dumpster find of the week: know your onion

I was happy to find an e-mail in my inbox a few weeks ago titled “onions.” I love onions. I love ‘em raw, and I love ‘em cooked, so much so that I have one tattooed on my leg. Mmmm. Full of vitamins and super powers, I say. And this e-mail was about dumpster diving some of that juicy yellow, white, and green gold.

This week’s dumpster find is from a reader from…well, she didn’t actually say. What she did have to say was this:

“The co-op is usually a bastion of reduce reuse recycle but I still occasionally, as a volunteer, find myself breaking down boxes for the recycle dumpster or throwing an odd bit of trash away. Possibly by accident it was that I found an unopened bag of what looked to be dead onions. They were the expensive organic kind.”

“Experiments I have done with scallions have shown that onions are very hardy. I have found that even the deadest-looking onions can revive when put back in dirt. It’s like they’re magical! See what I mean? The attached photo shows that all the onions in the bag came back to life within a week of planting. Hooray! ”

“Oh and if it’s not obvious what I will do with my find, I will harvest and eat them!”

Good call. Seems to me the only thing better than getting food out of the dumpster is getting a plant or a plant start that will continue to feed you long after the dumpsters have gone. I’ve never planted the onions I’ve dumpstered (need to get on that someday, then again it all depends on the time of year when you find ‘em), but I have found tulip bulbs and more spice and herb plants (usually basil) than I could carry home. Any of you ever dumpster any plants?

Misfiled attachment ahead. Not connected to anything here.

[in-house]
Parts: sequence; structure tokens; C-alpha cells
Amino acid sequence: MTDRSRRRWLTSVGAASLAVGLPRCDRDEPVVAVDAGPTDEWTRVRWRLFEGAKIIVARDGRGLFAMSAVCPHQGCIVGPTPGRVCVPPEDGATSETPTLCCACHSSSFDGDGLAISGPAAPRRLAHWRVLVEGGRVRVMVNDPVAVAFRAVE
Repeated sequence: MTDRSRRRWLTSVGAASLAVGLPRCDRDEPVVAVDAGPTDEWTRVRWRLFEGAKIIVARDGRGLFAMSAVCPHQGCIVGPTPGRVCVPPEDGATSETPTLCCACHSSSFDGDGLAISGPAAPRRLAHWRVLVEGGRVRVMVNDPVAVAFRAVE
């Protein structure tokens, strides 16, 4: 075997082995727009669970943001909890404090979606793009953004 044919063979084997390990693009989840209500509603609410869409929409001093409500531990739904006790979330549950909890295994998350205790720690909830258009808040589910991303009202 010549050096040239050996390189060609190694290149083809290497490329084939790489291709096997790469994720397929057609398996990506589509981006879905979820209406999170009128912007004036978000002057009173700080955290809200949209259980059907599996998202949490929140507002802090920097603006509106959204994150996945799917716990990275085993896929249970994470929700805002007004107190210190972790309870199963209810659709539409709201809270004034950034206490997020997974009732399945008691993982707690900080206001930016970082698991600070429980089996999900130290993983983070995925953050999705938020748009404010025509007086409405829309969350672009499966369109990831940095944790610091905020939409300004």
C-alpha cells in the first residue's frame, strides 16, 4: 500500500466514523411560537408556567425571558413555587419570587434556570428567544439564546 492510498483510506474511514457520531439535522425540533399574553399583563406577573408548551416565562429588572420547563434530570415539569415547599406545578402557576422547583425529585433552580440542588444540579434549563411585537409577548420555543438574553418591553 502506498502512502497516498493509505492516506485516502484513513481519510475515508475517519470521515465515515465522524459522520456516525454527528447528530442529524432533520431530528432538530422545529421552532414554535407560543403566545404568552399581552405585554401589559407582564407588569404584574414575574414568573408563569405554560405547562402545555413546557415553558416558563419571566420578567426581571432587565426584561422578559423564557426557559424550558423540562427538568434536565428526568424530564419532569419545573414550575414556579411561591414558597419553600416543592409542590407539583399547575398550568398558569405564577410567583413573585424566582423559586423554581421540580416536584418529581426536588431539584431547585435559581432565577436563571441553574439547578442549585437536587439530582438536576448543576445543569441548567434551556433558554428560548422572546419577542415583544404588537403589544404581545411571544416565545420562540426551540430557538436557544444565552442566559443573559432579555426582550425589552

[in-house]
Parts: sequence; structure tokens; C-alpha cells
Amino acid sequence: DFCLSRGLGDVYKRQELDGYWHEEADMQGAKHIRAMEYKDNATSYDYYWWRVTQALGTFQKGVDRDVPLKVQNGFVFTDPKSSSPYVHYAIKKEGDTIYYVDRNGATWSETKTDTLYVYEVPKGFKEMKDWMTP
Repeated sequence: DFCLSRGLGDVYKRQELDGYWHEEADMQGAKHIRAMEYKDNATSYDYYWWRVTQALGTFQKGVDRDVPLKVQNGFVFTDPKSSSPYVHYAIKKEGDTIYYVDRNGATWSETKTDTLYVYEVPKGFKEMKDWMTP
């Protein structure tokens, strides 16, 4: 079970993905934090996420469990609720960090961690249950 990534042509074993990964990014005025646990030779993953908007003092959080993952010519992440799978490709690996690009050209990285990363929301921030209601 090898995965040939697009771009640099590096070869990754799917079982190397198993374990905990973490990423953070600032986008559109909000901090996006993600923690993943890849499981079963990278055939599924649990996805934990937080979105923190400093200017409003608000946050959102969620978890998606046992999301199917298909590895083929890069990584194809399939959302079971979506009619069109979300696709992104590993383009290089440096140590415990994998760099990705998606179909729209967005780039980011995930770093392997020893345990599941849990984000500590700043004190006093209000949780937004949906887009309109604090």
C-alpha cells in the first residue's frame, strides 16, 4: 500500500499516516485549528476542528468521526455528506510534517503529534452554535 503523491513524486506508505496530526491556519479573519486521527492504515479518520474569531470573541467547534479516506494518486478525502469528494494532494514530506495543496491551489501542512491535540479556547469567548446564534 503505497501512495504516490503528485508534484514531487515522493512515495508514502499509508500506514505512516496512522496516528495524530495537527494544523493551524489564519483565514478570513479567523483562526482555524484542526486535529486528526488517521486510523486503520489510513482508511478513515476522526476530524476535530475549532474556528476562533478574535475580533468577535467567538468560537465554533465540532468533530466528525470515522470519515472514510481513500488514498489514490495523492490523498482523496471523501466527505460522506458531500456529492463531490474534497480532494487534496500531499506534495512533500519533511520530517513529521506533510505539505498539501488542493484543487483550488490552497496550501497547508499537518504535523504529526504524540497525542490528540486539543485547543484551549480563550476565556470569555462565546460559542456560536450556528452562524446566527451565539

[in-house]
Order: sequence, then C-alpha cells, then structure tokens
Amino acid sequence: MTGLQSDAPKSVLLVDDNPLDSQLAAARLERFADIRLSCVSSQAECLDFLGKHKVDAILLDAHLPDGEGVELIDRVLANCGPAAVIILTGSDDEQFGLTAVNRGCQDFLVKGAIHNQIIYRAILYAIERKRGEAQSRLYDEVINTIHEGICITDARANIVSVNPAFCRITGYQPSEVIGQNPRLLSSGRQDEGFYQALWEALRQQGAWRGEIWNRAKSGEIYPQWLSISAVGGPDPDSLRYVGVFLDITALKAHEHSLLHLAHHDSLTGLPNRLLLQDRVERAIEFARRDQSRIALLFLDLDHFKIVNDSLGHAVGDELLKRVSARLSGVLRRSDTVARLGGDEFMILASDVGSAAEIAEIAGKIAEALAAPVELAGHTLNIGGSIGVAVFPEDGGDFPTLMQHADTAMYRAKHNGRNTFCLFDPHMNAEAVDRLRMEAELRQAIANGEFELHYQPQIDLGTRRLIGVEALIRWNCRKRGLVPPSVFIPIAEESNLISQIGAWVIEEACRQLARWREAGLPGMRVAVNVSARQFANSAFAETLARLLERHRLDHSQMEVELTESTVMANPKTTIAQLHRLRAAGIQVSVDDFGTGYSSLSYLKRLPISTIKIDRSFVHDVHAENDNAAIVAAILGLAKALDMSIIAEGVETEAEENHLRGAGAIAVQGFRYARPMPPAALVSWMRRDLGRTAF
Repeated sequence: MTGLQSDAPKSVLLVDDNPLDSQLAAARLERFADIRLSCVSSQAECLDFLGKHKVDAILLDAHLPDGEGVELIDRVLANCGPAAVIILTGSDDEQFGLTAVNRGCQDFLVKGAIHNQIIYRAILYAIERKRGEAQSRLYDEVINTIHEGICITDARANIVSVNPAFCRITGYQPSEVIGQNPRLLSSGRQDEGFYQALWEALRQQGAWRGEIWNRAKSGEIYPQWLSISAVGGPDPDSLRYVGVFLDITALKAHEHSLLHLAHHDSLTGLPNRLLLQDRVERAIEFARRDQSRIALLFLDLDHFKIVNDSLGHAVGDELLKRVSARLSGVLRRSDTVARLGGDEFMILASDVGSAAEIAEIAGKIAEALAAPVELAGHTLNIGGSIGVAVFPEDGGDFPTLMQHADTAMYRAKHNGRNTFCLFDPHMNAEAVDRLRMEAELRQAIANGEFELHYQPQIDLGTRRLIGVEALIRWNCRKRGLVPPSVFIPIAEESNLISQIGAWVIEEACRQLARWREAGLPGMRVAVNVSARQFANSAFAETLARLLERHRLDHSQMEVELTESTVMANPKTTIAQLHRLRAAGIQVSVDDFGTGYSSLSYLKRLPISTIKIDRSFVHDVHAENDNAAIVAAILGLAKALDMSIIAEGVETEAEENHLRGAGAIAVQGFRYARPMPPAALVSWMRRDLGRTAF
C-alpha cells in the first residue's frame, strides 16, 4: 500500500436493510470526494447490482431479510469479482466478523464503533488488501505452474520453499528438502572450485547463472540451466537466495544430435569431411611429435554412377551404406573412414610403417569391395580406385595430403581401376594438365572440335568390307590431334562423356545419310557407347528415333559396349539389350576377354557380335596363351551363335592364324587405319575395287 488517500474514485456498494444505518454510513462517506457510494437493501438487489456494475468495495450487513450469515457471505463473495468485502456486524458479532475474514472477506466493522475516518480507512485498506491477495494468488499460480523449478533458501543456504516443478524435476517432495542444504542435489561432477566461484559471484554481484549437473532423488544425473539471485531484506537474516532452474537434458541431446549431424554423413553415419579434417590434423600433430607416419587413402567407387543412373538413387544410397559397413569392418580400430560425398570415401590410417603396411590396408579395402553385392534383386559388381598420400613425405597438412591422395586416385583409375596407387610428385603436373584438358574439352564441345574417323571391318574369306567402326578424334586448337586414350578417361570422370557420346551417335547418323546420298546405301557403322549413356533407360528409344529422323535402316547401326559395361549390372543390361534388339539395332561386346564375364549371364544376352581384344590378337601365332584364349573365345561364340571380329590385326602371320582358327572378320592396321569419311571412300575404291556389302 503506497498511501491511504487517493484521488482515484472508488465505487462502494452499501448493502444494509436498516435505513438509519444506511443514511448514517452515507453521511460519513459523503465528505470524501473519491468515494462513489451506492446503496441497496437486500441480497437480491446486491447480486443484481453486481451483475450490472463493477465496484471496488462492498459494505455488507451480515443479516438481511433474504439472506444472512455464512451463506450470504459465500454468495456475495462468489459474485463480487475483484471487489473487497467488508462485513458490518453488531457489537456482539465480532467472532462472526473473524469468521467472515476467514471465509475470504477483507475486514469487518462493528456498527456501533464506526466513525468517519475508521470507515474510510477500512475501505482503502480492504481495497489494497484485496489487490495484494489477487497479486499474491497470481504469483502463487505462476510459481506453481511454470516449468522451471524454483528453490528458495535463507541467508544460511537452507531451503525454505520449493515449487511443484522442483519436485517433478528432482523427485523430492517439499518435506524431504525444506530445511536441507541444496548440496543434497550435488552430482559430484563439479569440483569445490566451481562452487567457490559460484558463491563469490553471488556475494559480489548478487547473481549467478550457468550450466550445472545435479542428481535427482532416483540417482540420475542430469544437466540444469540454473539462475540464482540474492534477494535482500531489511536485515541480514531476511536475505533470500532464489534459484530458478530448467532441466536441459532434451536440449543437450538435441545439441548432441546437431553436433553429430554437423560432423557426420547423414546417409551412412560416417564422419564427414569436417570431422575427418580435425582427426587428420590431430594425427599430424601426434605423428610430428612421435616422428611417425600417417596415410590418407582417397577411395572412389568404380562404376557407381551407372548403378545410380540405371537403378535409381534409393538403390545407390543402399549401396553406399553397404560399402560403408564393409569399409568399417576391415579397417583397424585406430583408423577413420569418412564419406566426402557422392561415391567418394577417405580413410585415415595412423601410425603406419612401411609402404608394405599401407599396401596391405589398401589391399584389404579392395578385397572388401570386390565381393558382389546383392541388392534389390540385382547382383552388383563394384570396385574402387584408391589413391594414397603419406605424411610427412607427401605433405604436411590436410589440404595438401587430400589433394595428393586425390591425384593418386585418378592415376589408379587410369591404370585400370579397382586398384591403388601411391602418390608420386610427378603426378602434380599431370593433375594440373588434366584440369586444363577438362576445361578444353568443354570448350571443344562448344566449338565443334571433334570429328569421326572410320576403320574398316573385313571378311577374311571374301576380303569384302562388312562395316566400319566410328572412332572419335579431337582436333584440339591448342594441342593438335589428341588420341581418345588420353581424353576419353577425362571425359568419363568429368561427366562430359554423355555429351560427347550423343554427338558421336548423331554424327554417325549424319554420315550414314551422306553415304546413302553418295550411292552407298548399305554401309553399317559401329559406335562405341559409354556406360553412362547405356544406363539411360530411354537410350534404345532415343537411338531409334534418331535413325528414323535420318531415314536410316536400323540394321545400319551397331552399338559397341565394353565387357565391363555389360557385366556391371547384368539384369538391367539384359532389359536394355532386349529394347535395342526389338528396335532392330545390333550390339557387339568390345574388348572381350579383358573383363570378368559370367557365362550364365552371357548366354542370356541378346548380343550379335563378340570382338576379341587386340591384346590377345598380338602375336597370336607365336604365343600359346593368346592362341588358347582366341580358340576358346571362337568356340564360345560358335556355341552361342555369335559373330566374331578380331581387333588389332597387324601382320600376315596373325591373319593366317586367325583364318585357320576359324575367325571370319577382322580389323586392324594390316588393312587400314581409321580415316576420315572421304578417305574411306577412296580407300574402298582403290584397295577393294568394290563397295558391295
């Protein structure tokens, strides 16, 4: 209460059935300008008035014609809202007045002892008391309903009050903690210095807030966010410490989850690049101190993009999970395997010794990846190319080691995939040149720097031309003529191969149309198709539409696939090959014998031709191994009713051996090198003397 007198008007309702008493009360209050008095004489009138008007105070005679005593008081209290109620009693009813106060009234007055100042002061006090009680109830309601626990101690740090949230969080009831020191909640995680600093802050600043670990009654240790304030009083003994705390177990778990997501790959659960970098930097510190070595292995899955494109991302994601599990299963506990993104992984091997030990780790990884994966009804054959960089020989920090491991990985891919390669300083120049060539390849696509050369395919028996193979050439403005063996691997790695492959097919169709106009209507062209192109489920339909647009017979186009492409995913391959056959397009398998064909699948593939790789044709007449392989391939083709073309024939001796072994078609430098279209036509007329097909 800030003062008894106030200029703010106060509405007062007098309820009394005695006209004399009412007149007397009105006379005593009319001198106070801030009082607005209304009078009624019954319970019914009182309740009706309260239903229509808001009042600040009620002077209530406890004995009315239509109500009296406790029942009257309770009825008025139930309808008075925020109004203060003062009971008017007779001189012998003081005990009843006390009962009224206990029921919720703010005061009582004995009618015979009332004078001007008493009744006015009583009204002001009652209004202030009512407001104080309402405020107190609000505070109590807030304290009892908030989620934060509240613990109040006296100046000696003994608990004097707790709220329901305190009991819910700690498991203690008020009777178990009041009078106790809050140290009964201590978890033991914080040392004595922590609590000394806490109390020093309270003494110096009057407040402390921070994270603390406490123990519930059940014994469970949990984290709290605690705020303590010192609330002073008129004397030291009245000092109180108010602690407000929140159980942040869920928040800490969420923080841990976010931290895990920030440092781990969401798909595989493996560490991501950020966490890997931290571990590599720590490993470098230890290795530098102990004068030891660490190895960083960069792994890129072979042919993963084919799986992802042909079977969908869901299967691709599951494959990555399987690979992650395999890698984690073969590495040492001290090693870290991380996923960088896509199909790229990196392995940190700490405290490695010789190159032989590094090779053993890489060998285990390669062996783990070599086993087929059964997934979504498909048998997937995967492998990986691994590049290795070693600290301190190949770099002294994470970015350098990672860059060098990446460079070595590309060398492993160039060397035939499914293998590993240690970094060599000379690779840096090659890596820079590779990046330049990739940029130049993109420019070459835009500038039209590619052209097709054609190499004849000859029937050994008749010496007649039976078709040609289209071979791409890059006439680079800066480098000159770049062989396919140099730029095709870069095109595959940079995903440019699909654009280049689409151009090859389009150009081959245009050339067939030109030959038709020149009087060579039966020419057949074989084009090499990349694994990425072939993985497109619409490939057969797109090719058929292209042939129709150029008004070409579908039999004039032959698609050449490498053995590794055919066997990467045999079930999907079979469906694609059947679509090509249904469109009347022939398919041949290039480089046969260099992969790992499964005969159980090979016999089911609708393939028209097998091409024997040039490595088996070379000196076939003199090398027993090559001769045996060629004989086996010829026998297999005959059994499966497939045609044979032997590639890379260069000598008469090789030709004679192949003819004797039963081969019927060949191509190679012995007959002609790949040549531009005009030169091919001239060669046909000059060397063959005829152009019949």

Wednesday July 13th 2011, 5:19 pm 5 Comments
Filed under: conspiracies,dumpster diving,dumpster finds,freegan


back in the nest

Ahoy Click Clack Gorilla readers! I’ve been back from tour since Monday, but feeling like I’ve been run over by a truck, I’ve been far more interested in things like hot water bottles, naps, and broth than in writing. Add to that the fact that my internet-on-a-stick (a usb stick to be exact) isn’t working, and you have yourself a lazy blogger.

Tour was amazing and stressful and, well, amazing, and once I get my pictures off my camera and my thoughts organized and digested I’ll tell you all about it. We played at a squatted tennis court, at a Kindergarten, and at a big festival. We camped, and we slept in people’s apartments and the bed we had in the back of the bus. Not a single show was weird or fucked in any way, and we all made it home in one piece, or five pieces, depending on how you look at it.

As fun as it was, I was glad to be home, and the first time I walked into my wagon everything had this magical sheen to it, a welcome-home glow reflecting off of every book on my shelf, a warm feathery hug from every blanket on my bed. I had gotten so used to spending every day in the bus, every evening in a different venue, and every night in a different bed, that I’d actually managed to forget what it felt like to be home, to putter about in my normal daily routine, if you could even call it that. It was god damn glorious. As much as it may seem like I am a traveler, what I like most of all is to be at home among the meticulously selected twigs that make up my lovely nest.

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Friday July 08th 2011, 7:06 pm 5 Comments
Filed under: conspiracies,daily life